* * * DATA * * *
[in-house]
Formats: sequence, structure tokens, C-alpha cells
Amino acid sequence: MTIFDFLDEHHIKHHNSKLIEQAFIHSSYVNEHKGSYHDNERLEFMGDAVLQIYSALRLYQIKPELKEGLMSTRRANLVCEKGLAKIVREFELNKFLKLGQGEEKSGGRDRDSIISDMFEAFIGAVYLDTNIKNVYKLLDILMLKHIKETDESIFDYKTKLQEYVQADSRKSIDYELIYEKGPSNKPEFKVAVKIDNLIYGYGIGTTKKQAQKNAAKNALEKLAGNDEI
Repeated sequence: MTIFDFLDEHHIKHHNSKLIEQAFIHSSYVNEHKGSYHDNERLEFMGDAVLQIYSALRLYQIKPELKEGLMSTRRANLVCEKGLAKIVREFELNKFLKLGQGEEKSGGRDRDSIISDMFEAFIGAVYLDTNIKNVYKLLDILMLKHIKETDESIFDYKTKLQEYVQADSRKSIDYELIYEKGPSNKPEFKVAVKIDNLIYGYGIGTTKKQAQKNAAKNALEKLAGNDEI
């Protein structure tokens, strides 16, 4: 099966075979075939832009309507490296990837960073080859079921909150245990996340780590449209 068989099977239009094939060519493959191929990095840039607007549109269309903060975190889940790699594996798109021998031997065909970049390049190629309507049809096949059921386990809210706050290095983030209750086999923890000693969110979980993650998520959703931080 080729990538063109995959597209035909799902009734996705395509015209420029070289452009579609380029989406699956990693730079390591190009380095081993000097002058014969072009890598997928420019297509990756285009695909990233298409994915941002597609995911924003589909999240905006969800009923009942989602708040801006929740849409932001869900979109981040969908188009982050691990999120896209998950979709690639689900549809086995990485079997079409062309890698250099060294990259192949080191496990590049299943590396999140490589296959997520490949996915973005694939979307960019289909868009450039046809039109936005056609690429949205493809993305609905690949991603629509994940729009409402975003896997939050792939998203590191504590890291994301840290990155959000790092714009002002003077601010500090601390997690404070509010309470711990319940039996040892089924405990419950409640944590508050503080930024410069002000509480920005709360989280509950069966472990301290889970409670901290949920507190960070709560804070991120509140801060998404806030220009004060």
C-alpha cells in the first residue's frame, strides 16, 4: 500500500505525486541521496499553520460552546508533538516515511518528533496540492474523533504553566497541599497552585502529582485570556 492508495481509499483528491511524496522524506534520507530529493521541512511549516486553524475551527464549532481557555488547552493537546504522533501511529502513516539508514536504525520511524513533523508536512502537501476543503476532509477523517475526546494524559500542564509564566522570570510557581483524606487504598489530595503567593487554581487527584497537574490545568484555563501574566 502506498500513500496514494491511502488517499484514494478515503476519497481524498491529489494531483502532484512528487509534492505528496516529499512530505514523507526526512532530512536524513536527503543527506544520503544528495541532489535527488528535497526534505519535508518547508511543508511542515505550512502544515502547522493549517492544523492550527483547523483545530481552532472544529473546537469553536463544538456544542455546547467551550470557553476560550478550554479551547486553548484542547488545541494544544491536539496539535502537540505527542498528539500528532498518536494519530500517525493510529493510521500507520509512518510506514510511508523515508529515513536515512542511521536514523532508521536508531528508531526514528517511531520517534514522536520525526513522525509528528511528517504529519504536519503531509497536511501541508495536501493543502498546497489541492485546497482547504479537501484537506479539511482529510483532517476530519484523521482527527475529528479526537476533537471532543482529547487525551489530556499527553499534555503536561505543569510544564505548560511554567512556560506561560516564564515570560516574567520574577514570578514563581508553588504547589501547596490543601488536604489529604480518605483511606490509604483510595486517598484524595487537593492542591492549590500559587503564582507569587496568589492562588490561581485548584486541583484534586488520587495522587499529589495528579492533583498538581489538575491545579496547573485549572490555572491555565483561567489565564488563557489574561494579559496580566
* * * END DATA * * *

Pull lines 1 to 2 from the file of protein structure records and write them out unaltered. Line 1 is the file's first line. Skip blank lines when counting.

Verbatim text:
[in-house]
Formats: sequence, structure tokens, C-alpha cells